Saharan Dust Surge Expected By Mid-Week

A trio of tropical waves and another trio of tropical disturbances in the Atlantic is keeping dense concentrations of Saharan Dust north of the Lesser Antilles. However, by mid-week, a brief but moderate surge of dust is forecast to move across Trinidad and Tobago, with another surge expected by the end of the upcoming weekend.

Over the last 24 hours, air quality has been good to moderate with visibility outside of showers and thunderstorms near and above 10 kilometers across Trinidad and Tobago. The Environmental Management Agency (EMA) air quality monitoring stations are recording AQI values at levels that are good across the country. These measurements are based on PM2.5 (particulates the size of 2.5 micrometers and smaller, usually associated with increases in Saharan Dust, vehicle exhaust, and smoke) and PM10 particulates.

The Saharan Dust Forecast

Air quality across the country is forecast to remain at good levels through the next 48 hours, at least through the overnight hours of Tuesday. The passage of Tropical Wave 30 overnight Saturday into Sunday, the expected passage of Invest 94L, and Tropical Wave 31 on Monday and Tuesday respectively are all forecast to shield T&T from Saharan Dust.

Following the passage of Tropical Wave 31, a surge of Saharan Dust is forecast to follow, moving across the region. This surge is forecast to be short-lived, as improvement is expected by Friday, as Tropical Wave 32 moves across the Lesser Antilles.

Then, another brief surge moves in on Sunday, ahead of Tropical Wave 33 (yet to move into the Atlantic) moves across the region, improving air quality again.

Like clockwork, another surge of dust will arrive again mid-week the following week.

Air quality levels will fluctuate between good to moderate through the entire forecast period. On days with peak concentrations, visibility may be reduced between 7-10 kilometers.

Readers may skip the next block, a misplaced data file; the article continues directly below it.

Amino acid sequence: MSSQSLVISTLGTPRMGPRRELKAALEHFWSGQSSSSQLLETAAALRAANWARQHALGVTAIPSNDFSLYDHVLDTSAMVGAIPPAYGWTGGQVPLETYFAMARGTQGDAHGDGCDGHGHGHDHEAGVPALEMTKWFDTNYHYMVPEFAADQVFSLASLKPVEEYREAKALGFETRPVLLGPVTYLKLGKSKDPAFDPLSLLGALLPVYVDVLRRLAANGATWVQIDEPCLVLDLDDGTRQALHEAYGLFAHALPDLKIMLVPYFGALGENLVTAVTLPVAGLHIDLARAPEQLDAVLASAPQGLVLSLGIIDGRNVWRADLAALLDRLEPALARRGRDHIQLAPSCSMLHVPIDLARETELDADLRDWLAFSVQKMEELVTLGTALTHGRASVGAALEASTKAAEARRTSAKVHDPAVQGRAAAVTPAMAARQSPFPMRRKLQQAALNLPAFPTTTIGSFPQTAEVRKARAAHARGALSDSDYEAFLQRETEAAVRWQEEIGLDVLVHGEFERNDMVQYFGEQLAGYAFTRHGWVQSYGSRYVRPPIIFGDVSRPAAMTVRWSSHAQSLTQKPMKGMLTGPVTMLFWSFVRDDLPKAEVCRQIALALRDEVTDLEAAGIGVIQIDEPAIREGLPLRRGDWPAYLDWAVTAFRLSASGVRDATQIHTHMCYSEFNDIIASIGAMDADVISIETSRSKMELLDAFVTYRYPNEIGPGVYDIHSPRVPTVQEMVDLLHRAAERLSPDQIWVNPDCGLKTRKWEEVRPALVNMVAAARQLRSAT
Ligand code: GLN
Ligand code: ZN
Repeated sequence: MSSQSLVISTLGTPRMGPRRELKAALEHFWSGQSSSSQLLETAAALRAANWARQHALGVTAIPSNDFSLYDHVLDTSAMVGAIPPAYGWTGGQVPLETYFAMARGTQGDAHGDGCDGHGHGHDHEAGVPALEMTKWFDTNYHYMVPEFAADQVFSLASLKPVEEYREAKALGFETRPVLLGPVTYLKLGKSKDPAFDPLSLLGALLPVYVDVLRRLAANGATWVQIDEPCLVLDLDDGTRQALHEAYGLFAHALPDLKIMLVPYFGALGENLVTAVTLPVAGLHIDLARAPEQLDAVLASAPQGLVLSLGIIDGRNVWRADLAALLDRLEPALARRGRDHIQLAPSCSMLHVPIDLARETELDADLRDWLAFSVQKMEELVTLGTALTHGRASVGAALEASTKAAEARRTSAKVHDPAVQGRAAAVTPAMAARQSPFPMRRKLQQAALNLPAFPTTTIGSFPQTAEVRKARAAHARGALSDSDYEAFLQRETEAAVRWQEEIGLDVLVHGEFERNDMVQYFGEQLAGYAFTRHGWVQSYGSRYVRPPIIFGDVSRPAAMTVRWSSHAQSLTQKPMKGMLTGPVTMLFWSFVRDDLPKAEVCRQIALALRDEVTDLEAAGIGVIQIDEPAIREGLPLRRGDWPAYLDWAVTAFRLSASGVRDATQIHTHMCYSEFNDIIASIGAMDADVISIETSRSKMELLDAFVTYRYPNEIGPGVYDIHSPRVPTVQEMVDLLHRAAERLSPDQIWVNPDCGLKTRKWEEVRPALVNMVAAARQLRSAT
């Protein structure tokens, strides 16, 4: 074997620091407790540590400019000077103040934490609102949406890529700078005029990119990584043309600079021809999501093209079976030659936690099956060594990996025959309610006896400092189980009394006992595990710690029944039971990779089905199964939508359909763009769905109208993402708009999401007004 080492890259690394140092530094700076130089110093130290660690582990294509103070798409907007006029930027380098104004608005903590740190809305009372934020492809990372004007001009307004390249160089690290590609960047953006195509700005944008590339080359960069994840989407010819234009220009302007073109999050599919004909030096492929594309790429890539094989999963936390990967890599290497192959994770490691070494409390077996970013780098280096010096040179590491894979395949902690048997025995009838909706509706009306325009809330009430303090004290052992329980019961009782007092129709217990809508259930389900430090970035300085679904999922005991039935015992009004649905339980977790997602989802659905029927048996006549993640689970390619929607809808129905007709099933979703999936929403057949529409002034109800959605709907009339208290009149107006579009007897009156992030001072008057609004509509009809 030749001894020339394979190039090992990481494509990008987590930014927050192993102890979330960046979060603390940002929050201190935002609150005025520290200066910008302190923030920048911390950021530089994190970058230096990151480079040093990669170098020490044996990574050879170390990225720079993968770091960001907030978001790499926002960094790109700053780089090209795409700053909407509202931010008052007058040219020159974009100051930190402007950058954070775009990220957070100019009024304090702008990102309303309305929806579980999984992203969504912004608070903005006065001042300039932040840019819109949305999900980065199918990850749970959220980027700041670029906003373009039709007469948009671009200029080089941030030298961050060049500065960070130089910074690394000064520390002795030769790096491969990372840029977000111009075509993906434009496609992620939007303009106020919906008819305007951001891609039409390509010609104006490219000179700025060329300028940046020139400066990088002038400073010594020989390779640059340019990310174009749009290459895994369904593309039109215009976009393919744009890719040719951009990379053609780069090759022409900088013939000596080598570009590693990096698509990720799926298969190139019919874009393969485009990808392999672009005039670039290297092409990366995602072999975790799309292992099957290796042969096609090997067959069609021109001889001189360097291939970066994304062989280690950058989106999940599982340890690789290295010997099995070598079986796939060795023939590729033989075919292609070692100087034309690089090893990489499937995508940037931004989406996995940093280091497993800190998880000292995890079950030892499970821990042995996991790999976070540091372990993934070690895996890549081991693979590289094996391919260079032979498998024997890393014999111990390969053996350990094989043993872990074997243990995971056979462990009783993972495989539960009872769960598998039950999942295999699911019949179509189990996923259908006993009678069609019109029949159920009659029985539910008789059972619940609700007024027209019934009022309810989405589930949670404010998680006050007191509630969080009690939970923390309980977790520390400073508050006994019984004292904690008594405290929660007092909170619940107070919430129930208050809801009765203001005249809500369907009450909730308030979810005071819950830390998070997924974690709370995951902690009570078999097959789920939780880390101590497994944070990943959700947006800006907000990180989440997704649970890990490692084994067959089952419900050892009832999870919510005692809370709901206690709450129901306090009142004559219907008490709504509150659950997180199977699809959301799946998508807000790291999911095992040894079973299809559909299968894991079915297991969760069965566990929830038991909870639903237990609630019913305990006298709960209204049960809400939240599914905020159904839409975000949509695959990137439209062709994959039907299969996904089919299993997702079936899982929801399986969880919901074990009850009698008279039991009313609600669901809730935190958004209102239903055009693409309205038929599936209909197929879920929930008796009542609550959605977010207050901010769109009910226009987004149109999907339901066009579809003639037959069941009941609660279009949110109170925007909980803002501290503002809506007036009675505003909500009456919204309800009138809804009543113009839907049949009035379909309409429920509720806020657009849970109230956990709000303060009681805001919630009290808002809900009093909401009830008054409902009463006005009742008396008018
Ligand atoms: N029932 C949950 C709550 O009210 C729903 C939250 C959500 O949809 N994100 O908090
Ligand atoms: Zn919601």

00Z 8th August 2021, NASA GEOS-5 Dust Extinction Model Monitoring Tropical Atlantic Dust Aerosol Optical Depth showing Saharan Dust.

What does this mean for you?

For the general population, with moderate Saharan dust concentrations forecast, little to no impacts are forecast beyond hazy skies. For sensitive groups, such as children, the elderly, and persons who suffer from respiratory ailments and allergies, you may need to avoid prolonged exertion outdoors on days with high concentrations of Saharan Dust.

We’re in a period where the ITCZ and tropical waves may shield Trinidad and Tobago from significant dust events. While tropical waves play a notable role in moving dust across the Atlantic and the Eastern Caribbean, these periodic tropical waves also improve air quality.

The concentration of the dust that follows the wave depends on the strength of the wave as it moves off the West African Coast. This is because of stronger thunderstorms across Central Africa. As strong winds move downward and outward from these thunderstorms, the wind kicks up dust as it moves across parts of the Saharan Desert and transports it into the upper atmosphere. This “plume” of dust follows the axis of the wave as it progresses westward into the Atlantic.

Dust that makes it into the upper levels of the atmosphere can then get transported across the Atlantic Ocean. The plumes of dust eventually affect the Eastern Caribbean.

Larger, more concentrated plumes of dust begin to occur in April and continue through November.

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